Capital Commentary is the weekly current-affairs publication of CPJ, written to encourage the pursuit of public justice.
The Most Important Political Choice Christians Will Make
Michael J. Gerson
?November 12, 2010
by Michael J. Gerson
This is a transcript of a radio address broadcast on KDCR radio in Sioux Center, Iowa.
Across the country this month, Americans made political choices of far reaching consequence—choices about the balance of power in Washington and in state capitols. I’ll be analyzing those choices in the weeks to come.
But with the election over, it is also a good time to step back and consider some deeper issues. Over the last several years, the image and reputation of Christians in politics have often been determined by their reaction to human suffering. And that reaction has varied greatly.
The first reaction is judgment. I served in the White House during the attacks of September 11, 2001. I helped to write words of comfort for a shocked and grieving nation. The immediate response of some Christian pastors was extraordinary. Two prominent leaders blamed abortionists, feminists, gays and lesbians, and the ACLU for America’s deserved punishment on 9/11. Following the recent, devastating Haitian earthquake, one leader blamed some historical Haitian pact with the devil for the deaths of 200,000 men, women and children.
Without denying that God is ultimately in charge of history, it is necessary to assert that such interpretations of tragic events are offensive and theologically unsound. It is not immediately evident why religious leaders should have special prophetic insight into God’s purposes in history. Or why the failures that especially offend them should count more than other sins such as pride, social injustice and indifference to the poor.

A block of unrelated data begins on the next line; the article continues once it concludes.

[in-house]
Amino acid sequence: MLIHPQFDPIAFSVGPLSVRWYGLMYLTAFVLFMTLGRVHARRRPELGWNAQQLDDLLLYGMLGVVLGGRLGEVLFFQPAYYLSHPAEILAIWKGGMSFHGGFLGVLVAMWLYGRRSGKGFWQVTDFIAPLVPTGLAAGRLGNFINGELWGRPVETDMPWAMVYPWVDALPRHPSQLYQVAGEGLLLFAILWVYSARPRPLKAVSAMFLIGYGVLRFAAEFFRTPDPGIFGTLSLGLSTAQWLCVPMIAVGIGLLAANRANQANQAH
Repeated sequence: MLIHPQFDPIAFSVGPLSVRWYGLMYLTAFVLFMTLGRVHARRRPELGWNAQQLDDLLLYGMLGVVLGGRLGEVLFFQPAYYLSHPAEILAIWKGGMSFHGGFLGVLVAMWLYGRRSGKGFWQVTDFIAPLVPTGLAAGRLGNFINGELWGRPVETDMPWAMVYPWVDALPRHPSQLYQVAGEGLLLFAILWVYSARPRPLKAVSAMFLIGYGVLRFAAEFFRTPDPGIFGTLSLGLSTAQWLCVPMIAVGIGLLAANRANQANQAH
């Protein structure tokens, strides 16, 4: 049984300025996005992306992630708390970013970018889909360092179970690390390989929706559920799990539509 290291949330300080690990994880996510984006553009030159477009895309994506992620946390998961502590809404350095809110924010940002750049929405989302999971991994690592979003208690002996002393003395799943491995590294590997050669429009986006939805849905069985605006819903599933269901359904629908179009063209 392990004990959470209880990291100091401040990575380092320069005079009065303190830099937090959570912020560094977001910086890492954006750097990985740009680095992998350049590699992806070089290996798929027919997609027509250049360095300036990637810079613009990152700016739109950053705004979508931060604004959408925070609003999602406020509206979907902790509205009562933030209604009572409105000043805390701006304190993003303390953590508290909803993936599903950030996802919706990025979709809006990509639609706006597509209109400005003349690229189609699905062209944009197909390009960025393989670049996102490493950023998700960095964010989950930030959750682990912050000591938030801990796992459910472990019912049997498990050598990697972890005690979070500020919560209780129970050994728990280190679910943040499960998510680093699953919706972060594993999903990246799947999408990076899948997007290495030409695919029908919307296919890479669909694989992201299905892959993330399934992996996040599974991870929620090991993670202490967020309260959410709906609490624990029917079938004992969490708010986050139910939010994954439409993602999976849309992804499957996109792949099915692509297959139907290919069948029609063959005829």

Every nation, like every life, is a mixture of ruin and nobility. The theologian Richard Mouw puts it this way: “The antithesis between godliness and ungodliness is very real, but is discernable not only in the larger patterns of culture, but also in the inner battlegrounds of our own souls.” In Christian belief, God’s ultimate goal is to bring men and women into communion with himself. His dealings with the world serve that purpose. And God’s purpose is often advanced through redemptive suffering, which is not a punishment, but a mystery and a method of grace. Believers share the blessings and tragedies and diseases of their neighbors and should work and pray for the good of others—not declare the suffering of their neighbors to be something deserved.
A second, more hopeful response to suffering is compassion. While a few Christians blamed Haiti for its own earthquake, many more rushed to help the victims. This represents, not only a different view of those who suffer, but a different view of God—the image that we see in Jesus. The relief of suffering was essentially related to the announcement of his kingdom. And the healing of disease played a particularly important symbolic role. It previewed the greater healing of all creation—the end of blindness, the end of mental anguish, the end of afflictions such as leprosy that marked men and women as outcasts. Some historians credit, in part, the rapid expansion of Christianity in the Roman Empire to the willingness of Christians to serve their neighbors in times of plague—to enter the houses of the sick when no one else would. It is the proper way to serve a God of mercy—and to make him known to others. And I have seen this kind of witness in many places, particularly in the developing world, particularly in the response to HIV/AIDS.
This remains the most important political choice that Christians will make—the choice of judgment or compassion. Nothing more vividly and directly reveals our conception of God than our response to suffering.
—Michael J. Gerson is a nationally syndicated columnist who appears twice weekly in the Washington Post and is the author of Heroic Conservatism (2007) and the co-author of City of Man: Religion and Politics in a New Era (2010).
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Capital Commentary is a weekly current-affairs publication of the Center for Public Justice. Published since 1996, it is written to encourage the pursuit of justice. Commentaries do not necessarily represent an official position of the Center for Public Justice but are intended to help advance discussion. Articles, with attribution, may be republished according to our publishing guidelines.”